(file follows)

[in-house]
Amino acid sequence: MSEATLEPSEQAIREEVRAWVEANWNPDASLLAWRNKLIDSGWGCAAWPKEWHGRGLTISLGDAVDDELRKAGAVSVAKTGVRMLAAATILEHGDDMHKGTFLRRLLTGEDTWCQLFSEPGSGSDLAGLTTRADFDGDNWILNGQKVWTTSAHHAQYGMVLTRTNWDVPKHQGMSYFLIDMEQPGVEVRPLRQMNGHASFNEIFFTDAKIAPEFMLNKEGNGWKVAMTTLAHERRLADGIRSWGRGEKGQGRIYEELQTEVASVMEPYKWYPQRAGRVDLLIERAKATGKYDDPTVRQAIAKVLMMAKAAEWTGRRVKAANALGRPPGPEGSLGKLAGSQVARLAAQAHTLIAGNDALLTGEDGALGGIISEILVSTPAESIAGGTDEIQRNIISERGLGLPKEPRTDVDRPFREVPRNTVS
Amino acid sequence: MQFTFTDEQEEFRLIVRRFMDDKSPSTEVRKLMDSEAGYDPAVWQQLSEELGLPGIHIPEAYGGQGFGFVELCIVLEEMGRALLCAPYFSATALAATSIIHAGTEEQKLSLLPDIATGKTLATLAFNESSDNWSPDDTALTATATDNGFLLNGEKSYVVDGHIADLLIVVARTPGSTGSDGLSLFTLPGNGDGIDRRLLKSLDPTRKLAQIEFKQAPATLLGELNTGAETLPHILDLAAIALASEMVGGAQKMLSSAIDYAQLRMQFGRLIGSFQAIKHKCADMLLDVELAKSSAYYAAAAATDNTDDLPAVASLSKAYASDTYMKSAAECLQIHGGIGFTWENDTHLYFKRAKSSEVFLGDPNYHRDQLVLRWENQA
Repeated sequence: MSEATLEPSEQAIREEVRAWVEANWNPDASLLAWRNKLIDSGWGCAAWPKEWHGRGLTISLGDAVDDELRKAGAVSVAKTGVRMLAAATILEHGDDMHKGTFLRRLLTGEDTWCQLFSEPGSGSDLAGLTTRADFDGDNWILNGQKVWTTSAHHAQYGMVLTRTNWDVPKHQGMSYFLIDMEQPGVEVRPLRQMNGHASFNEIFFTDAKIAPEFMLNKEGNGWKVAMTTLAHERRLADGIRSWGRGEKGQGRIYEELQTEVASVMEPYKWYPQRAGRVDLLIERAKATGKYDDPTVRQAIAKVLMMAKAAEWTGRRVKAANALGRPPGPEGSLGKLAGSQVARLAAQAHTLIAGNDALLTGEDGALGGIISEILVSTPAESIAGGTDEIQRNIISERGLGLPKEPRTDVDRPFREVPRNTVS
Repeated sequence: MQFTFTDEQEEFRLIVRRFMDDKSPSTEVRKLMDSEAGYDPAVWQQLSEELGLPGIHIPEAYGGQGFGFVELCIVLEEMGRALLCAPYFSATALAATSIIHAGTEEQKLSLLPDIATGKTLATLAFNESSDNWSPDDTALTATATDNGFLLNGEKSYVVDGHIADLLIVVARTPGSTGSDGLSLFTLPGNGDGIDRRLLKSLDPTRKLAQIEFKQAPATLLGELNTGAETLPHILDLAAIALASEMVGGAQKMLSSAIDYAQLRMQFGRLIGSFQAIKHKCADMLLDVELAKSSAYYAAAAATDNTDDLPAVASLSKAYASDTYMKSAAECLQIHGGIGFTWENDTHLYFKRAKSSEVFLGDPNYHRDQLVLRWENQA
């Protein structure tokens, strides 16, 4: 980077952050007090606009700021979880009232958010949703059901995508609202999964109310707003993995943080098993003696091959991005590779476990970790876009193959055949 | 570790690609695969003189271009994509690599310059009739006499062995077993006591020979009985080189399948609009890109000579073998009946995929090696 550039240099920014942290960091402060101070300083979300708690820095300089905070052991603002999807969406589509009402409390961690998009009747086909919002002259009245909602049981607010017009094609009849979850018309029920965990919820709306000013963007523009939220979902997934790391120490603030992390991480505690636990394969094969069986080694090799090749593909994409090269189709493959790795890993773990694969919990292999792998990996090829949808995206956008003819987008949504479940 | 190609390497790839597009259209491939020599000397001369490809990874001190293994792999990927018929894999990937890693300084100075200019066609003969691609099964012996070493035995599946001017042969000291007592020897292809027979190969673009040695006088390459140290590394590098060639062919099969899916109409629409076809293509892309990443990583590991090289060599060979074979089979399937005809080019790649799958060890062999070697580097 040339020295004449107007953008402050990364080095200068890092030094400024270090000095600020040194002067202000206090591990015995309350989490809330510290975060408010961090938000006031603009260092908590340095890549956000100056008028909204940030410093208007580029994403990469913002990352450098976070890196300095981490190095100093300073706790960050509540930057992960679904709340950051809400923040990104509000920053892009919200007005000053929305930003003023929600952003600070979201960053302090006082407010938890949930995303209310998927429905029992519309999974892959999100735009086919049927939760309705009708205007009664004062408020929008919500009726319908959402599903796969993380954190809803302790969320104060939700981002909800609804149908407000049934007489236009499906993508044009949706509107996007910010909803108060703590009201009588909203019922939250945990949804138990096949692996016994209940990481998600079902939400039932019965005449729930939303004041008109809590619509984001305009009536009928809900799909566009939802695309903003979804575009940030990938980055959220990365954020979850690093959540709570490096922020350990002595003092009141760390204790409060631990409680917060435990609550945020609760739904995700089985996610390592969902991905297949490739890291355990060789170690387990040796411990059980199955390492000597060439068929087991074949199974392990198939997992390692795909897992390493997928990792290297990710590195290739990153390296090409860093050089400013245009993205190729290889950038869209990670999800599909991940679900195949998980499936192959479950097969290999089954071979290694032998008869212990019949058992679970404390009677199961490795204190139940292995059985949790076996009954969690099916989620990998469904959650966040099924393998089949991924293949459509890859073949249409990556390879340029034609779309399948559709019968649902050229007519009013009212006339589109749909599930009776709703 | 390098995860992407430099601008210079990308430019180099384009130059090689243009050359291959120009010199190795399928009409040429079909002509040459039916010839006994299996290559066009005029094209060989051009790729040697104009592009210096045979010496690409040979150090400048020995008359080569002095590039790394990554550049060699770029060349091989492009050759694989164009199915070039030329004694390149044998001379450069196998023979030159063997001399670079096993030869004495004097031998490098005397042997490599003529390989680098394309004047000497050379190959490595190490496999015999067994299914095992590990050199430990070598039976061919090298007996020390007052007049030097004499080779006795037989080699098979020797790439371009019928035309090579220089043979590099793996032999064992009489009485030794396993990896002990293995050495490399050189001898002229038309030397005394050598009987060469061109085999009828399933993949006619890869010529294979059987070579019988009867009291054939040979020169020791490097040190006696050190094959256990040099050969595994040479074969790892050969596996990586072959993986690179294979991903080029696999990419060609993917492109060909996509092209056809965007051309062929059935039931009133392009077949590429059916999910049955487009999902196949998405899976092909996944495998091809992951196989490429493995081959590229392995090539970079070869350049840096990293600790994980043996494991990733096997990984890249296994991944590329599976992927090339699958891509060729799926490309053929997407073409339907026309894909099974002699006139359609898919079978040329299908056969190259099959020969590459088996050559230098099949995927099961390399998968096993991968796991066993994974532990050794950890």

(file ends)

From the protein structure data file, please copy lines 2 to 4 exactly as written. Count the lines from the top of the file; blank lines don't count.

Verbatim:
Amino acid sequence: MSEATLEPSEQAIREEVRAWVEANWNPDASLLAWRNKLIDSGWGCAAWPKEWHGRGLTISLGDAVDDELRKAGAVSVAKTGVRMLAAATILEHGDDMHKGTFLRRLLTGEDTWCQLFSEPGSGSDLAGLTTRADFDGDNWILNGQKVWTTSAHHAQYGMVLTRTNWDVPKHQGMSYFLIDMEQPGVEVRPLRQMNGHASFNEIFFTDAKIAPEFMLNKEGNGWKVAMTTLAHERRLADGIRSWGRGEKGQGRIYEELQTEVASVMEPYKWYPQRAGRVDLLIERAKATGKYDDPTVRQAIAKVLMMAKAAEWTGRRVKAANALGRPPGPEGSLGKLAGSQVARLAAQAHTLIAGNDALLTGEDGALGGIISEILVSTPAESIAGGTDEIQRNIISERGLGLPKEPRTDVDRPFREVPRNTVS
Amino acid sequence: MQFTFTDEQEEFRLIVRRFMDDKSPSTEVRKLMDSEAGYDPAVWQQLSEELGLPGIHIPEAYGGQGFGFVELCIVLEEMGRALLCAPYFSATALAATSIIHAGTEEQKLSLLPDIATGKTLATLAFNESSDNWSPDDTALTATATDNGFLLNGEKSYVVDGHIADLLIVVARTPGSTGSDGLSLFTLPGNGDGIDRRLLKSLDPTRKLAQIEFKQAPATLLGELNTGAETLPHILDLAAIALASEMVGGAQKMLSSAIDYAQLRMQFGRLIGSFQAIKHKCADMLLDVELAKSSAYYAAAAATDNTDDLPAVASLSKAYASDTYMKSAAECLQIHGGIGFTWENDTHLYFKRAKSSEVFLGDPNYHRDQLVLRWENQA
Repeated sequence: MSEATLEPSEQAIREEVRAWVEANWNPDASLLAWRNKLIDSGWGCAAWPKEWHGRGLTISLGDAVDDELRKAGAVSVAKTGVRMLAAATILEHGDDMHKGTFLRRLLTGEDTWCQLFSEPGSGSDLAGLTTRADFDGDNWILNGQKVWTTSAHHAQYGMVLTRTNWDVPKHQGMSYFLIDMEQPGVEVRPLRQMNGHASFNEIFFTDAKIAPEFMLNKEGNGWKVAMTTLAHERRLADGIRSWGRGEKGQGRIYEELQTEVASVMEPYKWYPQRAGRVDLLIERAKATGKYDDPTVRQAIAKVLMMAKAAEWTGRRVKAANALGRPPGPEGSLGKLAGSQVARLAAQAHTLIAGNDALLTGEDGALGGIISEILVSTPAESIAGGTDEIQRNIISERGLGLPKEPRTDVDRPFREVPRNTVS